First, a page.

After the sad story of the failed Antares spacecraft launch, I thought I would share some good news! On Friday December 5th, NASA launched the Orion spacecraft, also known as ‘America’s Spacecraft‘. The success of this quick mission is the first step in the long range goal of putting boots on Mars.

Our first goal was to develop a spacecraft that will take us out further than any human being has traveled so far, out past the moon. The Orion spacecraft will do just that.

Artist concept of Orion capture mission courtesy of NASA.
Artist concept of Orion capture mission courtesy of NASA.

The next step is to use the spacecraft in the Asteroid Redirect Mission. This mission is both exciting and, for me, a bit scary! It involves capturing a small asteroid and putting it in orbit around the moon in order to study it. Imagine, our own moon could have a small moon of it’s own! I say scary only because I just have this thing about the moon. I just don’t like the idea of messing with it. That’s a topic for another post.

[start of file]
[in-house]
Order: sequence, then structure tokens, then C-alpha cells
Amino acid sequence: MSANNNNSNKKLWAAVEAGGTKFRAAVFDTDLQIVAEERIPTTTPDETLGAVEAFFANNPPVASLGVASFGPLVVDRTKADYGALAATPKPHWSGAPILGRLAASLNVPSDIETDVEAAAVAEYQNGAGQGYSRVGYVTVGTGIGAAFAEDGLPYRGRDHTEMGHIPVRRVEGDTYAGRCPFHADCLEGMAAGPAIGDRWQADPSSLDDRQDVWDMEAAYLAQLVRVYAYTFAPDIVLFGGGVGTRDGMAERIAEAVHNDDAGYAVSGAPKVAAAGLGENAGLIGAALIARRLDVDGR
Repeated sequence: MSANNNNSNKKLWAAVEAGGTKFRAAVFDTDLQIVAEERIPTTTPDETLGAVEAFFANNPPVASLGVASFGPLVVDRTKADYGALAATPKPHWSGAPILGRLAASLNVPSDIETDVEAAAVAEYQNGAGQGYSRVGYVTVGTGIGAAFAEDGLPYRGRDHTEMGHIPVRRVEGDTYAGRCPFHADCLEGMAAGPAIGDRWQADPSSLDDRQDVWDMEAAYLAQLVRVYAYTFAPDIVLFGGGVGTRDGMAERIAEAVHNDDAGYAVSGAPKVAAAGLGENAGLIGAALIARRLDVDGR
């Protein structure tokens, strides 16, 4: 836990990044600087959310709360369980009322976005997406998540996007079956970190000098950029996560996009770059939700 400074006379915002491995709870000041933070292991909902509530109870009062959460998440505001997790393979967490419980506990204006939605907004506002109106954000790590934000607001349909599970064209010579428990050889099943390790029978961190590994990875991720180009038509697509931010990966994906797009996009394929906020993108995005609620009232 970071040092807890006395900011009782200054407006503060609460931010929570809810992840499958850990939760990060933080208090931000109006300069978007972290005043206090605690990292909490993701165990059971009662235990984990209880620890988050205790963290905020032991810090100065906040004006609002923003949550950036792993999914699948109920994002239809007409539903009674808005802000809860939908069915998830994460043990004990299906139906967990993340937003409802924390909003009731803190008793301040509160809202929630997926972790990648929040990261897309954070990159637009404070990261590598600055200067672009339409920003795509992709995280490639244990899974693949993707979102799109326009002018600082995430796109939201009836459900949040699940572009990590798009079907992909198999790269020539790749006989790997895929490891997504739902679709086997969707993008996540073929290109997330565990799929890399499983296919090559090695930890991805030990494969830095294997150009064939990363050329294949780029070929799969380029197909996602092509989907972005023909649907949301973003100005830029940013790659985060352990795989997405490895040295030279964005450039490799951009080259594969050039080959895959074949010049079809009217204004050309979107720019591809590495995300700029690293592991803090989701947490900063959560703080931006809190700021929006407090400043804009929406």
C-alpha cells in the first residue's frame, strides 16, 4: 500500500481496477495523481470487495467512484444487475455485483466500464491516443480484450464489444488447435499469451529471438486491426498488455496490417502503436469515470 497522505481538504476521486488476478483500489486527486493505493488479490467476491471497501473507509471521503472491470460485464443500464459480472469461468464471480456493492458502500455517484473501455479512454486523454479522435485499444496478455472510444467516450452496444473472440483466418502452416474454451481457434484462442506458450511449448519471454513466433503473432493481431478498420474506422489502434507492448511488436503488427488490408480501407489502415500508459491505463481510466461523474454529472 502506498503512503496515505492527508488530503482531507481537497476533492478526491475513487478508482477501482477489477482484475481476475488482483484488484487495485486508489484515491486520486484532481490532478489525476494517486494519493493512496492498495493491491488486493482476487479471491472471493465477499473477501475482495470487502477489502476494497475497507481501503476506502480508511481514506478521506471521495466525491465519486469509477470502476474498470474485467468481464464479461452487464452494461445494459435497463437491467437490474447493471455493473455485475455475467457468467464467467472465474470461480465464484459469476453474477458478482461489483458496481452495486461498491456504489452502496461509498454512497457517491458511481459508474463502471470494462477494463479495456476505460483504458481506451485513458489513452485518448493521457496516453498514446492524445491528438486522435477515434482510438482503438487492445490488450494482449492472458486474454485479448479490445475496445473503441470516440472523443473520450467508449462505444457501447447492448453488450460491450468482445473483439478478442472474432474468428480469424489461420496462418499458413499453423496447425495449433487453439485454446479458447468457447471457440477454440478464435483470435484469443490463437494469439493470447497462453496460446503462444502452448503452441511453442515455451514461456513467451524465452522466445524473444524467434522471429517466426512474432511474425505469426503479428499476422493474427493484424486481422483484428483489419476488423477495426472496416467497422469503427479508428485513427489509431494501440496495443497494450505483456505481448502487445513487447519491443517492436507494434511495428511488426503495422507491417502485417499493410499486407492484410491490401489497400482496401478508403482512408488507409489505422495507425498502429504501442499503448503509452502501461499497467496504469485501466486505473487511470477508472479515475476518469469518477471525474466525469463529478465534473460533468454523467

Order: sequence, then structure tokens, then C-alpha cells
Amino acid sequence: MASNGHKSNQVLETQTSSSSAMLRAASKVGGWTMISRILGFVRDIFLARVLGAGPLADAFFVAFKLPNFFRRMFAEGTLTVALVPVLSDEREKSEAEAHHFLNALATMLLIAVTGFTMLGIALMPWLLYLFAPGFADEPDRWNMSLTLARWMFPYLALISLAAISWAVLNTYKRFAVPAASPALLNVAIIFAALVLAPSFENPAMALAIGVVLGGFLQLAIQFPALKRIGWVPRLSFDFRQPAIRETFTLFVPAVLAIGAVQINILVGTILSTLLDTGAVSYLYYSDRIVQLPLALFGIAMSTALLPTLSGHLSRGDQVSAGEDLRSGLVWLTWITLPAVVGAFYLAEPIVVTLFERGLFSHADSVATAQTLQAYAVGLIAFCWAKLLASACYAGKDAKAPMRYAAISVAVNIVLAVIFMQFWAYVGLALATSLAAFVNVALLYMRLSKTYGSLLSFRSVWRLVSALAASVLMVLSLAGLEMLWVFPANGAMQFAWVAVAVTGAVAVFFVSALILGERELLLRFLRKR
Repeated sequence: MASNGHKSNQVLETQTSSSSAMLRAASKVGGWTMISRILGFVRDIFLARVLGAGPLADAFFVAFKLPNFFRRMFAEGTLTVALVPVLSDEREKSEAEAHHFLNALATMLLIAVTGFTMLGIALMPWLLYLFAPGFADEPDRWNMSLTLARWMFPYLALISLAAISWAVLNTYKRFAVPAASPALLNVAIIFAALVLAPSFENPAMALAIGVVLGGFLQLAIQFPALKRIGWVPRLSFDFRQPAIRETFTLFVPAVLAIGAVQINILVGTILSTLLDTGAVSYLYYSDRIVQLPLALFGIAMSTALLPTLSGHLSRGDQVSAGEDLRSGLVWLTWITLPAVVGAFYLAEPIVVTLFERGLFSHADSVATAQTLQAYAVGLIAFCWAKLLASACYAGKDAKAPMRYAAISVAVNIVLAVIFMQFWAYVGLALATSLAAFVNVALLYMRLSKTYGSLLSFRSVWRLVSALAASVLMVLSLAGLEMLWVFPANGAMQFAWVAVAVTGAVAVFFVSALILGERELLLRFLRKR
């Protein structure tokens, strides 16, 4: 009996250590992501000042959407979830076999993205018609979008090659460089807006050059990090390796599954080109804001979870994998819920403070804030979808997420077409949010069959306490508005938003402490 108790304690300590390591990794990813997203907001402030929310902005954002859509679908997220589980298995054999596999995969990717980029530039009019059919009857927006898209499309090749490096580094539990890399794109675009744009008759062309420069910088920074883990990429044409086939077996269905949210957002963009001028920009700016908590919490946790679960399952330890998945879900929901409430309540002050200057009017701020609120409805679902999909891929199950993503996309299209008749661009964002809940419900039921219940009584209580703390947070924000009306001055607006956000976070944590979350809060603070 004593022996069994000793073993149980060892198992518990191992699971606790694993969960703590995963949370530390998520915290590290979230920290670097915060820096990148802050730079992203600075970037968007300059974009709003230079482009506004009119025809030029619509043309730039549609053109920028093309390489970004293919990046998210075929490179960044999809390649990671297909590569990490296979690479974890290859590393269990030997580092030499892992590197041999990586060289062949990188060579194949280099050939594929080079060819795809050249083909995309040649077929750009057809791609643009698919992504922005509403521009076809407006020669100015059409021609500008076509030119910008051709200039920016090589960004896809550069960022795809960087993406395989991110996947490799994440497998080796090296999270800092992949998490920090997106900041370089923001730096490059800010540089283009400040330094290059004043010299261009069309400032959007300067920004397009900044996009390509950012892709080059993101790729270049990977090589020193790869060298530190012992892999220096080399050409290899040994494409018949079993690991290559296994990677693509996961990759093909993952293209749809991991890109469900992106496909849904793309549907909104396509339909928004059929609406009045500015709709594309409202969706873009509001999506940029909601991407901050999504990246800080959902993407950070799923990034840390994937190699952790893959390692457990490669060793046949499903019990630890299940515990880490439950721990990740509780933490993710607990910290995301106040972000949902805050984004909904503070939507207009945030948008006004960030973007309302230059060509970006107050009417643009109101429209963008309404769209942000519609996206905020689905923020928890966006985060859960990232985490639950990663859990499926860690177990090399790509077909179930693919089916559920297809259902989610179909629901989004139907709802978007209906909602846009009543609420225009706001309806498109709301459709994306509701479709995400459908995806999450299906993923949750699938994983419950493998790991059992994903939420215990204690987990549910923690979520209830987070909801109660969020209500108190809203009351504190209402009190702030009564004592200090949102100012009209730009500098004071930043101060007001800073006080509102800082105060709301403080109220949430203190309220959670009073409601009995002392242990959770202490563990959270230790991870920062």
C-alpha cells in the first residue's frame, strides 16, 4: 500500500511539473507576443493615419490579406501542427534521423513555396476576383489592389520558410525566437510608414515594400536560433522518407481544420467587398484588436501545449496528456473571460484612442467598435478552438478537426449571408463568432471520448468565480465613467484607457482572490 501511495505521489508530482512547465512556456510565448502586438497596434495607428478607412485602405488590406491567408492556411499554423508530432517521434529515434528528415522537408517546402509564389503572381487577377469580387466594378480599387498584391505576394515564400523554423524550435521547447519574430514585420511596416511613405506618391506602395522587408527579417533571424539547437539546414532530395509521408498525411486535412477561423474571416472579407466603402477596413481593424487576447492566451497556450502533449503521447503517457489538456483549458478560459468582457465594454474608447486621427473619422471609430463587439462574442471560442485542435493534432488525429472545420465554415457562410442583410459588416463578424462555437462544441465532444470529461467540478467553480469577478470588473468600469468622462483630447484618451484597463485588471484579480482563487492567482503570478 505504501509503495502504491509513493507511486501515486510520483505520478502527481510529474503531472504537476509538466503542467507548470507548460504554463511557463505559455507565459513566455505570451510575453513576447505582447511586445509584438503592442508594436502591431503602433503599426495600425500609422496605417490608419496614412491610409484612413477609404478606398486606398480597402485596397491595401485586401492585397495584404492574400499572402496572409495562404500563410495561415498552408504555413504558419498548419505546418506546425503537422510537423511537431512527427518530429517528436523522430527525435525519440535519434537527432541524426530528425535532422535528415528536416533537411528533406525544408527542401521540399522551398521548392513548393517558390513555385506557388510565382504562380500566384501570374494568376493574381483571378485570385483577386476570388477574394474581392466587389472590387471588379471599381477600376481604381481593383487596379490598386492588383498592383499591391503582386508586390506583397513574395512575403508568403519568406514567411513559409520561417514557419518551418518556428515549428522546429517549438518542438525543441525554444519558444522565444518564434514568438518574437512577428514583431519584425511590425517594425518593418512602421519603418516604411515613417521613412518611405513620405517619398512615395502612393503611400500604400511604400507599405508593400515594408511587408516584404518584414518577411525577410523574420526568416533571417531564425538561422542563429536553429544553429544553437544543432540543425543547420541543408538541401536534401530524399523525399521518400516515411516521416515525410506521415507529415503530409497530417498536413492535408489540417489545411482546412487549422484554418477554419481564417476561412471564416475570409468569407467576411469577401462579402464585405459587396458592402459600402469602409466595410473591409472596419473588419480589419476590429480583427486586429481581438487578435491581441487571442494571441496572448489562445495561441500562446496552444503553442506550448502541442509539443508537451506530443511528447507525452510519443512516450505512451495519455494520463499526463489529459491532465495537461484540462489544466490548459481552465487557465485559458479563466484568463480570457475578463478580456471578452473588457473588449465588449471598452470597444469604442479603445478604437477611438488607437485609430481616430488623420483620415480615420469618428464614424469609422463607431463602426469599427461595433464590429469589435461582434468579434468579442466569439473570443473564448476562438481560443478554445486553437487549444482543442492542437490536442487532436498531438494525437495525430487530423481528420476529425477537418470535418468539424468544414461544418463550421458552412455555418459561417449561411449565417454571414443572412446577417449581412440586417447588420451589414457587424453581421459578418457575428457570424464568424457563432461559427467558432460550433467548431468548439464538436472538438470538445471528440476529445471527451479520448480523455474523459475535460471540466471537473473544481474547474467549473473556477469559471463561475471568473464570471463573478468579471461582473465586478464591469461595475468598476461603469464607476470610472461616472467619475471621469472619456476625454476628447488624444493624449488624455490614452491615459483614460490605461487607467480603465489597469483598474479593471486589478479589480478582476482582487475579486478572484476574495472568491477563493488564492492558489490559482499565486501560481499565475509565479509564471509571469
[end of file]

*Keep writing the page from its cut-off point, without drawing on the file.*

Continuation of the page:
NASA Photo
Orion Re-entry. NASA photo

As I watched the capsule descend to earth, it sent shivers down my spine. I knew that this was a huge step. One that will end with another “small step for a man”, our first step on Mars.

Congratulations NASA and thank you!

Amy

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Meteor Shower? More Like a Drizzle

Random Meteor

What do Twizzlers and meteors have in common? While you ponder that let me tell you about our night of meteor watching.

Friday night Lynn and I ventured out in the wee hours of the morning to join our fellow meteor shower hopefuls.  Most of them had been there awhile, taking in the beautiful dark sky with their telescopes and SLR cameras.   We showed up around midnight with lounge chairs, blankets and high hopes for a great show.

We both decided to use this time to log a few hours of observing for the A.L. Meteor Observing club. So, pencil and paper in hand we settled in and waited, and waited.